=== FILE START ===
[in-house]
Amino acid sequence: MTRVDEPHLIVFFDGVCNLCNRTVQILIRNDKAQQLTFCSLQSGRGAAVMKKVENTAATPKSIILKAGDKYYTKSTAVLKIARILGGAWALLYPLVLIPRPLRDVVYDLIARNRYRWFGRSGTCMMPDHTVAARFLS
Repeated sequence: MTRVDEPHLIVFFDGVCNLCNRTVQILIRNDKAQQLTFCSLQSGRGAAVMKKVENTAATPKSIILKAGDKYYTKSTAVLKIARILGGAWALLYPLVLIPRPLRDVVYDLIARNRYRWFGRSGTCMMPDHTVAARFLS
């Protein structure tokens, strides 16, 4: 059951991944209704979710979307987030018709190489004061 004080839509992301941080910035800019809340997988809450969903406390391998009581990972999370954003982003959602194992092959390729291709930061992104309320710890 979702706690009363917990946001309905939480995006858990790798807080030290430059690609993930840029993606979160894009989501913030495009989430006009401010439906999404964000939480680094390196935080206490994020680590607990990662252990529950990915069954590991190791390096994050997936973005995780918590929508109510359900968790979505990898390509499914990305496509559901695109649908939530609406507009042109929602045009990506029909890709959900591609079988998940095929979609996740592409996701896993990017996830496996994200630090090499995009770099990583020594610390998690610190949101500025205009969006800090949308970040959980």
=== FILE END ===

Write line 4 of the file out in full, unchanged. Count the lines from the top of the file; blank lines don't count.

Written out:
């Protein structure tokens, strides 16, 4: 059951991944209704979710979307987030018709190489004061 004080839509992301941080910035800019809340997988809450969903406390391998009581990972999370954003982003959602194992092959390729291709930061992104309320710890 979702706690009363917990946001309905939480995006858990790798807080030290430059690609993930840029993606979160894009989501913030495009989430006009401010439906999404964000939480680094390196935080206490994020680590607990990662252990529950990915069954590991190791390096994050997936973005995780918590929508109510359900968790979505990898390509499914990305496509559901695109649908939530609406507009042109929602045009990506029909890709959900591609079988998940095929979609996740592409996701896993990017996830496996994200630090090499995009770099990583020594610390998690610190949101500025205009969006800090949308970040959980």